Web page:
Although this unprecedented computing power could be used for good, researchers are wary of its potential threat to modern communications infrastructure. Because quantum computers are predicted to be able to factor large numbers very quickly, they could break the cryptographic codes that currently protect our data.
“When we use the internet, we assume that all of our communications are secure and guarded from an attacker reading or seeing them,” said Michael Vermeer, physical scientist at RAND and lead author of the report. “That is because cryptography—sort of a ‘black box’ to most people—is in the background, securing everything we do. But the public-key cryptography we use now will be vulnerable to quantum computers in the future.”
If hackers are ever able to crack public-key cryptography, then all information connected to the internet could
If hackers are ever able to crack public-key cryptography, then all information connected to the internet could be compromised.
Fortunately, these quantum computers, which experts call “cryptographically relevant,” are unlikely to emerge for another decade or more. That means there's still time to prevent the worst from happening.
Prevention Is Possible
While engineers race to develop the first advanced quantum computer, cybersecurity experts are racing to roll out a new form of cryptography that would defend against quantum hacks. This is known as post-quantum cryptography, or PQC.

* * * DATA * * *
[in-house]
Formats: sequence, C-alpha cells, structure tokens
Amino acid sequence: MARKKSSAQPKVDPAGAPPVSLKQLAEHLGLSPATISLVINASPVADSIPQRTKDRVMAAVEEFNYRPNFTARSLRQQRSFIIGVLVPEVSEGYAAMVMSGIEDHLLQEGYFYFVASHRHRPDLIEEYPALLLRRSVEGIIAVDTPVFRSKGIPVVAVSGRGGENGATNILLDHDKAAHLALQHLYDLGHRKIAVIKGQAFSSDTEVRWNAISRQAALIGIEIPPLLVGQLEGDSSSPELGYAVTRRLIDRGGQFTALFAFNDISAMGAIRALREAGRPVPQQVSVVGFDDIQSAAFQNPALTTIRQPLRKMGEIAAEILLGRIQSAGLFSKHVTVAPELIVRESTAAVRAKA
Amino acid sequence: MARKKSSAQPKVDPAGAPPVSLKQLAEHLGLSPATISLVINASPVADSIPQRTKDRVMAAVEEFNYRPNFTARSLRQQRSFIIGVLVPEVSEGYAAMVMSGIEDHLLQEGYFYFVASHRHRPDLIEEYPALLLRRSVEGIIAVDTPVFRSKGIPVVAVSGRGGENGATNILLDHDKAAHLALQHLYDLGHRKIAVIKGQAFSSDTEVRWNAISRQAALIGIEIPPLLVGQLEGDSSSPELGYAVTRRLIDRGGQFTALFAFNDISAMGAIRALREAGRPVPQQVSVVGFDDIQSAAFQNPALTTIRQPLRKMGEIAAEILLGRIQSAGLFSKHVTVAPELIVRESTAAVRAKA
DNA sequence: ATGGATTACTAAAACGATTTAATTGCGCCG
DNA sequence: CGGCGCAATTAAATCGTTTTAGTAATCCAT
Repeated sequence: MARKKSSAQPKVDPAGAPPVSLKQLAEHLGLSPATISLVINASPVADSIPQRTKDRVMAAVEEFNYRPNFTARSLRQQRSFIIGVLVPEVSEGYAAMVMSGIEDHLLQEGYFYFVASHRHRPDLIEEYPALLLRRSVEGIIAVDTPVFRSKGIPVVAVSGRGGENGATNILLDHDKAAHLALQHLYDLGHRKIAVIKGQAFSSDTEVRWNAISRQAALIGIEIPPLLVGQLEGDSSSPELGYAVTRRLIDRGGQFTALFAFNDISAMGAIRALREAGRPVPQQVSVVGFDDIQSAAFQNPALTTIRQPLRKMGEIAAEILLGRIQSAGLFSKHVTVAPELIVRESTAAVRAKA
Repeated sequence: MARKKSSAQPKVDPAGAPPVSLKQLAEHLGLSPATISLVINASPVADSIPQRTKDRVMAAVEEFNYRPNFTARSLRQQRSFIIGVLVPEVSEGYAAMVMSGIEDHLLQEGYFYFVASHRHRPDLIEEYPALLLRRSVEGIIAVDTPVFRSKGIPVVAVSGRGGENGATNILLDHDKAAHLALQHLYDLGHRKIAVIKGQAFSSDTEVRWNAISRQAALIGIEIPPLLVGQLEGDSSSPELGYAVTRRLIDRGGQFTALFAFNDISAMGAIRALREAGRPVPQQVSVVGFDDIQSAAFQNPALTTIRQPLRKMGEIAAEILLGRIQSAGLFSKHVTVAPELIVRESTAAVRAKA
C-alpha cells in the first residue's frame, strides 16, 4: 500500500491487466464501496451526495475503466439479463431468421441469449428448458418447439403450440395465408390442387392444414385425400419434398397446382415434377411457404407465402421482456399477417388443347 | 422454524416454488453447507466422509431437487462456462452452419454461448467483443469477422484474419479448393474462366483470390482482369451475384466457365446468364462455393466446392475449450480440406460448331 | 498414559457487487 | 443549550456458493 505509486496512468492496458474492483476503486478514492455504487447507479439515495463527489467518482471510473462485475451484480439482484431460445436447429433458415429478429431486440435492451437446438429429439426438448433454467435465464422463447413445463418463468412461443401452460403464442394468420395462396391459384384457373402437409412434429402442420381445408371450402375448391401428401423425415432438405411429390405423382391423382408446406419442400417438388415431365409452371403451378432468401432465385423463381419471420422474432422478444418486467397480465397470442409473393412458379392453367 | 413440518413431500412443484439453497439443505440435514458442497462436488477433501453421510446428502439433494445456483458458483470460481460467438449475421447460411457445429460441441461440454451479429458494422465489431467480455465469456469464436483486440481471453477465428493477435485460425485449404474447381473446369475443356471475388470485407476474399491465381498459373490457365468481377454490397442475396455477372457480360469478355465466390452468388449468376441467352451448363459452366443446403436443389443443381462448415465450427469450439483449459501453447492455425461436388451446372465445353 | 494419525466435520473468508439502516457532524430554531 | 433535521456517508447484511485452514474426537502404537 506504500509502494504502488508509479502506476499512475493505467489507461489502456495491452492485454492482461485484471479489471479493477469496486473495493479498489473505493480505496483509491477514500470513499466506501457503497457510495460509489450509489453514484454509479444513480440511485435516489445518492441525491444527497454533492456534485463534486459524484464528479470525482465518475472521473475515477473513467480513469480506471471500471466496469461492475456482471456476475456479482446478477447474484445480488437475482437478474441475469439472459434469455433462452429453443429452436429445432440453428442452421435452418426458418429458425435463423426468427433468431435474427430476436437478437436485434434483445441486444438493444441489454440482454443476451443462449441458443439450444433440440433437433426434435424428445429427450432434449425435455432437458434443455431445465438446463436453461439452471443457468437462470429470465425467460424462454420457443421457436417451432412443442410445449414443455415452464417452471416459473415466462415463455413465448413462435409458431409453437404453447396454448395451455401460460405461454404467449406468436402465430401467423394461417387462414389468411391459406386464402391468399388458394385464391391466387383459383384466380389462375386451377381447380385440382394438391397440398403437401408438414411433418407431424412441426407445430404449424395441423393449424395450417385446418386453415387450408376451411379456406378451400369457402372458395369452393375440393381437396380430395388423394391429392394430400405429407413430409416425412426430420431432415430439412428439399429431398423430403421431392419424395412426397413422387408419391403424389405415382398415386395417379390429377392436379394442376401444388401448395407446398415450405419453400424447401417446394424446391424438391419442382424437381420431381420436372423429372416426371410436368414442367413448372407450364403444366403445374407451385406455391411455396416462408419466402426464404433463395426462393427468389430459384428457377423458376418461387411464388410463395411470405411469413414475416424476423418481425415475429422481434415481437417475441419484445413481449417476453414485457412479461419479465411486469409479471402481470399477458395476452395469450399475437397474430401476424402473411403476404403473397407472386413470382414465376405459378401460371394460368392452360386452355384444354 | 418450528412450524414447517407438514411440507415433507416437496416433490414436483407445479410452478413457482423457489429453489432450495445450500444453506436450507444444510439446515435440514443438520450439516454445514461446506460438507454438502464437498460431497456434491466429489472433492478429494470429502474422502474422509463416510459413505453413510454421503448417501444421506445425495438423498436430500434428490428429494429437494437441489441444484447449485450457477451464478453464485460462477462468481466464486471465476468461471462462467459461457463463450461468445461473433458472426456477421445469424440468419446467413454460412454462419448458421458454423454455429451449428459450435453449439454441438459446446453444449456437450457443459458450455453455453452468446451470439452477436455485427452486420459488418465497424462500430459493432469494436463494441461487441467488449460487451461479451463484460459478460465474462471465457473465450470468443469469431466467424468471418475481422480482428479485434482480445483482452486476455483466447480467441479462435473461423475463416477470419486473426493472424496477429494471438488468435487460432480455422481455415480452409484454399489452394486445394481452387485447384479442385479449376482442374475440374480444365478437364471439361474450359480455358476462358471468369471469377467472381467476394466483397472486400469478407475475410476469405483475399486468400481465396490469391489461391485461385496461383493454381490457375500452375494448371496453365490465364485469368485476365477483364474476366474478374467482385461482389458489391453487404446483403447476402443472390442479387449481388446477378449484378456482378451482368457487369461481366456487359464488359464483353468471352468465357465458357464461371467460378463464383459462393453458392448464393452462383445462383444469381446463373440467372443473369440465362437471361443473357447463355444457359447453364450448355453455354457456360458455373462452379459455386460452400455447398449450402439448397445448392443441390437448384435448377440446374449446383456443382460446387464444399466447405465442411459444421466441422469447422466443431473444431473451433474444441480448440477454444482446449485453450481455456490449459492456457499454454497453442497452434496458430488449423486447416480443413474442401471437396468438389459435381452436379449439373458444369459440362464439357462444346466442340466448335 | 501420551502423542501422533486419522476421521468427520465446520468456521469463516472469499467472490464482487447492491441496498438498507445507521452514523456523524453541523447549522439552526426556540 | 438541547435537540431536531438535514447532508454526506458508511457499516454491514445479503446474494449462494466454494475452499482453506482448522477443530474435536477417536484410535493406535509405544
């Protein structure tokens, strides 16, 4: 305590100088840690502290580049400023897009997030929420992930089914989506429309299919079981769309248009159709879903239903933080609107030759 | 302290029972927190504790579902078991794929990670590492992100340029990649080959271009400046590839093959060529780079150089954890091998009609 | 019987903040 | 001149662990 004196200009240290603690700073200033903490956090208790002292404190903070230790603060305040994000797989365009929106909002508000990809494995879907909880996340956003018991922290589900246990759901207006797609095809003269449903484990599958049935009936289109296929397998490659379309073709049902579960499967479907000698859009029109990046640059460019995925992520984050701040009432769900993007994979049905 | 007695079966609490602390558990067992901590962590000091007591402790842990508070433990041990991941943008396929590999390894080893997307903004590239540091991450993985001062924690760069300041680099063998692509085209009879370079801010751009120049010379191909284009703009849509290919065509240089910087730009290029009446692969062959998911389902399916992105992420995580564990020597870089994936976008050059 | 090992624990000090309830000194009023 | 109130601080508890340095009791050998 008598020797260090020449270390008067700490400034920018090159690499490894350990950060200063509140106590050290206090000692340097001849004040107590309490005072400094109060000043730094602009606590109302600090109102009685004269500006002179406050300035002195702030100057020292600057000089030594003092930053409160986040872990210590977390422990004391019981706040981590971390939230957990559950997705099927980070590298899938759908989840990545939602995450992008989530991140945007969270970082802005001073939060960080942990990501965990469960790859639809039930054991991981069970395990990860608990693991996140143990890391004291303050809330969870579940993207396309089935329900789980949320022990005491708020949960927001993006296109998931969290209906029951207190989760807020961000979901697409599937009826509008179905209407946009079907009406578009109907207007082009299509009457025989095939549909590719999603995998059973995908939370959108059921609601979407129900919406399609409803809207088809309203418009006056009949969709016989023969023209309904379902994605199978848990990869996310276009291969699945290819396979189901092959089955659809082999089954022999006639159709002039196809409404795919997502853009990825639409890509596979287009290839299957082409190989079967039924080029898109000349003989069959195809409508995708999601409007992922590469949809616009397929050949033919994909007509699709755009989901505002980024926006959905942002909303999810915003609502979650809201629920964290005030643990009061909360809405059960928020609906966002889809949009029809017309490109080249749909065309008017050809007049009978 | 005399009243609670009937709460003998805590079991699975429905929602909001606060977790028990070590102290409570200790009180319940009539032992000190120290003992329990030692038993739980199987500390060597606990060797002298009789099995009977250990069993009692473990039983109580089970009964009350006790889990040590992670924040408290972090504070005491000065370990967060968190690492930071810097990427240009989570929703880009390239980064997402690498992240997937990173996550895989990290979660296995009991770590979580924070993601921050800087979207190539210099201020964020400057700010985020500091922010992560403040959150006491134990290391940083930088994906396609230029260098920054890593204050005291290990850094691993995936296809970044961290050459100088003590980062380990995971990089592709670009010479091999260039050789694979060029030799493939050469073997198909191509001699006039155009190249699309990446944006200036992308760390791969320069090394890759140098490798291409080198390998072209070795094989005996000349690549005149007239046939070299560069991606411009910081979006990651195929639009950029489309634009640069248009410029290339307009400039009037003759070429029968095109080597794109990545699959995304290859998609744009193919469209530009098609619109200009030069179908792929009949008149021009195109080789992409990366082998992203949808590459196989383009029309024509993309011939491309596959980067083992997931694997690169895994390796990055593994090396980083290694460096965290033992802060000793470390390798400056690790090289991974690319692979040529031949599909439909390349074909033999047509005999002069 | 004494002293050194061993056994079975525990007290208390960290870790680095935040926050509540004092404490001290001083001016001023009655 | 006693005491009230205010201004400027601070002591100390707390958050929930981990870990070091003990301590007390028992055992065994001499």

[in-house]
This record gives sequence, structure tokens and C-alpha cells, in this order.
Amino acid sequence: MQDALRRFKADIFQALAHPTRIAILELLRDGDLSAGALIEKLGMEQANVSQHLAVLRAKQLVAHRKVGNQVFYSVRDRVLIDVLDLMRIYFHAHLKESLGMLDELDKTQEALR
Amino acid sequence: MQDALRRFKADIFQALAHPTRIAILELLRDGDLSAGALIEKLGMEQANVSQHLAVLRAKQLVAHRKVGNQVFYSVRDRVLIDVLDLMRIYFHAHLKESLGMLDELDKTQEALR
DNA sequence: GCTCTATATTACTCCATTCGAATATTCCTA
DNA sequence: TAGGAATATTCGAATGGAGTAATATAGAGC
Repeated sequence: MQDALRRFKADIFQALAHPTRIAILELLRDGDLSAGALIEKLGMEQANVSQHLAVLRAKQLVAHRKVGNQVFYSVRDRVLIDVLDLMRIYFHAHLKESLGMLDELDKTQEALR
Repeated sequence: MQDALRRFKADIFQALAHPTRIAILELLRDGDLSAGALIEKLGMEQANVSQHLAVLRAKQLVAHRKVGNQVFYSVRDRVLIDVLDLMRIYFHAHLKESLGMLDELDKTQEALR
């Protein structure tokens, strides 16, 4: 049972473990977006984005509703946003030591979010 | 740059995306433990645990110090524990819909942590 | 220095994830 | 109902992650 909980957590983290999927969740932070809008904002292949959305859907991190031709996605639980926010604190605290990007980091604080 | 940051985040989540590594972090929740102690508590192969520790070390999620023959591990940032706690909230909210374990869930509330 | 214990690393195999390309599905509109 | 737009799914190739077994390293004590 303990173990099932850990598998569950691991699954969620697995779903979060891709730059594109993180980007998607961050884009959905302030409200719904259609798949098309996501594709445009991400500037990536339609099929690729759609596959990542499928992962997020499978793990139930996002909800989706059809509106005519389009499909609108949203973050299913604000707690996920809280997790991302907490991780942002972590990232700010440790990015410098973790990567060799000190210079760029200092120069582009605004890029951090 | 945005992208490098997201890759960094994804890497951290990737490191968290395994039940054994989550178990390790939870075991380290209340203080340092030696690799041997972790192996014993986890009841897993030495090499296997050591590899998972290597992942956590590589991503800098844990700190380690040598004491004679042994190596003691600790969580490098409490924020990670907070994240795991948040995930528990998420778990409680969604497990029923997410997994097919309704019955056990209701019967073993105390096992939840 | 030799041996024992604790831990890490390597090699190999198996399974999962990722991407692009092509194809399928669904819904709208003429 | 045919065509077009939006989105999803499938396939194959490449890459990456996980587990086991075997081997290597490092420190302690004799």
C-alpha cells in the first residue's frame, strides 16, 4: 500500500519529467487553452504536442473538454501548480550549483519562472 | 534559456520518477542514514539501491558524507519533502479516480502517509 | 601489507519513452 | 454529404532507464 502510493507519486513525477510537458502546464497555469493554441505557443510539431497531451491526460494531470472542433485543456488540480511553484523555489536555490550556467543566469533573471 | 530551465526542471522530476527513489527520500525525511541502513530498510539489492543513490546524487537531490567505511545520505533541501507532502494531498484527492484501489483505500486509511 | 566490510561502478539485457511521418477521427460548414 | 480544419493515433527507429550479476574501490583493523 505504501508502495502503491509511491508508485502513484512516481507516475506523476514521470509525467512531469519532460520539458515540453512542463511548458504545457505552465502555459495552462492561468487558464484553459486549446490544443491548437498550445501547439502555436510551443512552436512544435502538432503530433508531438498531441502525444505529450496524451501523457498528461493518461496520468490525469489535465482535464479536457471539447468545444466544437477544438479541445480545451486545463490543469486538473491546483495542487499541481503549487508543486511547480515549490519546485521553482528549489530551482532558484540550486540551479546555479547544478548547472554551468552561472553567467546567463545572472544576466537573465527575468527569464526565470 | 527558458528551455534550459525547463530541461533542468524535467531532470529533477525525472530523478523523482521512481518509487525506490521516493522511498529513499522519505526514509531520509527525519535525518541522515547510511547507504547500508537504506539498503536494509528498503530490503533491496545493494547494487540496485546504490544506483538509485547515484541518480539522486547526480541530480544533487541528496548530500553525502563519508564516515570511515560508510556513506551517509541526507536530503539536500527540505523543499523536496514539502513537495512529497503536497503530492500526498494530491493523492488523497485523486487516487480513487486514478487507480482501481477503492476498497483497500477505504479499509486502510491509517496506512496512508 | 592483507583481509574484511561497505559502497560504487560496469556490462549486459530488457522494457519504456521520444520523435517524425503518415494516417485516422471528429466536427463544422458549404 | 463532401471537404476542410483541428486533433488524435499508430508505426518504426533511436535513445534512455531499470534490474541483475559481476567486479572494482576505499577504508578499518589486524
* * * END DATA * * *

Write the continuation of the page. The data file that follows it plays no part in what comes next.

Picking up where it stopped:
Experts are currently developing PQC solutions, but these will need to be standardized and widely adopted. That could take years or even decades. The U.S. government recently took steps to accelerate quantum research and development, including the passage of the National Quantum Initiative Act. The law mandates new funding, human capital, and congressional oversight of quantum advancement. This is a great first step, the RAND researchers said, but there’s room to do more. And the clock is ticking.
“Post-quantum cryptography is the best solution,” said Vermeer. “It's just a matter of getting it done in time.”
Compounding this risk is what researchers call the “catch now, exploit later” threat. Nefarious hackers might intercept secure messages today and then hold onto them until tomorrow, whenever quantum computers are advanced enough to decrypt them.
“This is why we need to push for the adoption of post-quantum cryptography as early as possible,” said Evan Peet, associate economist at RAND and coauthor of the report. “Some encrypted communications don't lose their value over time.”
Simply put, the longer that PQC is not in place, the greater the amount of today's encrypted information that is at risk of being exposed tomorrow.
No One Knows When Quantum Computers Will Arrive
RAND researchers interviewed a cadre of quantum computing and cryptography experts from both private-sector and academic backgrounds. This diverse group included a quantum hardware lead at Google and an information security officer from the financial services sector.